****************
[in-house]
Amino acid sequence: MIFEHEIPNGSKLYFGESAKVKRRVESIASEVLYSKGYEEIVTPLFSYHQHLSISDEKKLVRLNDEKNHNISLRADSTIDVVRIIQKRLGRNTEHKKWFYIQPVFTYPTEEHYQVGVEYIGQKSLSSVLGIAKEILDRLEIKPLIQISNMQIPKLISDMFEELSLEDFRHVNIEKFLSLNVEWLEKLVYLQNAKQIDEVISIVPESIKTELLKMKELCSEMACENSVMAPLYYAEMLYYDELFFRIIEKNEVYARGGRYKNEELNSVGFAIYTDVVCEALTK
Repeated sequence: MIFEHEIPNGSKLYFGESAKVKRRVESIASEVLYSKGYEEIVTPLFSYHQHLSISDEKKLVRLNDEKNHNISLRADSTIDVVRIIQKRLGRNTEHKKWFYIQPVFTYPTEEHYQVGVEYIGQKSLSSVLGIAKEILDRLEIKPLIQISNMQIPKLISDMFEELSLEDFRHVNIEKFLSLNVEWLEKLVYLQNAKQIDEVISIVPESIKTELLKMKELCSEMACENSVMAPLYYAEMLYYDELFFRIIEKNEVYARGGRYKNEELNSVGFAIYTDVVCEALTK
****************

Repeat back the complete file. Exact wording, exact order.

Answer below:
[in-house]
Amino acid sequence: MIFEHEIPNGSKLYFGESAKVKRRVESIASEVLYSKGYEEIVTPLFSYHQHLSISDEKKLVRLNDEKNHNISLRADSTIDVVRIIQKRLGRNTEHKKWFYIQPVFTYPTEEHYQVGVEYIGQKSLSSVLGIAKEILDRLEIKPLIQISNMQIPKLISDMFEELSLEDFRHVNIEKFLSLNVEWLEKLVYLQNAKQIDEVISIVPESIKTELLKMKELCSEMACENSVMAPLYYAEMLYYDELFFRIIEKNEVYARGGRYKNEELNSVGFAIYTDVVCEALTK
Repeated sequence: MIFEHEIPNGSKLYFGESAKVKRRVESIASEVLYSKGYEEIVTPLFSYHQHLSISDEKKLVRLNDEKNHNISLRADSTIDVVRIIQKRLGRNTEHKKWFYIQPVFTYPTEEHYQVGVEYIGQKSLSSVLGIAKEILDRLEIKPLIQISNMQIPKLISDMFEELSLEDFRHVNIEKFLSLNVEWLEKLVYLQNAKQIDEVISIVPESIKTELLKMKELCSEMACENSVMAPLYYAEMLYYDELFFRIIEKNEVYARGGRYKNEELNSVGFAIYTDVVCEALTK